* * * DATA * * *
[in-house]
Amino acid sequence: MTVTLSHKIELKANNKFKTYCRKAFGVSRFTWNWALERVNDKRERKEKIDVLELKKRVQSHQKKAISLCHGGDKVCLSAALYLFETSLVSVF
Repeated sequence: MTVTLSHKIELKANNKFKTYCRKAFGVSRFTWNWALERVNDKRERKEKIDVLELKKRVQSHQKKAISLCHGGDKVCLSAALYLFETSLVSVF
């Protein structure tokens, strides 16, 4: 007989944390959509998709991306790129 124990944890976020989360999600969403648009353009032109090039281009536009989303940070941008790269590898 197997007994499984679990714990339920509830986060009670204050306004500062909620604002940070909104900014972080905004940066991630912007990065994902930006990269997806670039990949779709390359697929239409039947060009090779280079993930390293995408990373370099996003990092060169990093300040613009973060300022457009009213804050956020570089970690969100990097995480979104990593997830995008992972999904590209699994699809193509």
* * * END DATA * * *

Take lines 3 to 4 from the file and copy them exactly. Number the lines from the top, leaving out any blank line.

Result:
Repeated sequence: MTVTLSHKIELKANNKFKTYCRKAFGVSRFTWNWALERVNDKRERKEKIDVLELKKRVQSHQKKAISLCHGGDKVCLSAALYLFETSLVSVF
């Protein structure tokens, strides 16, 4: 007989944390959509998709991306790129 124990944890976020989360999600969403648009353009032109090039281009536009989303940070941008790269590898 197997007994499984679990714990339920509830986060009670204050306004500062909620604002940070909104900014972080905004940066991630912007990065994902930006990269997806670039990949779709390359697929239409039947060009090779280079993930390293995408990373370099996003990092060169990093300040613009973060300022457009009213804050956020570089970690969100990097995480979104990593997830995008992972999904590209699994699809193509």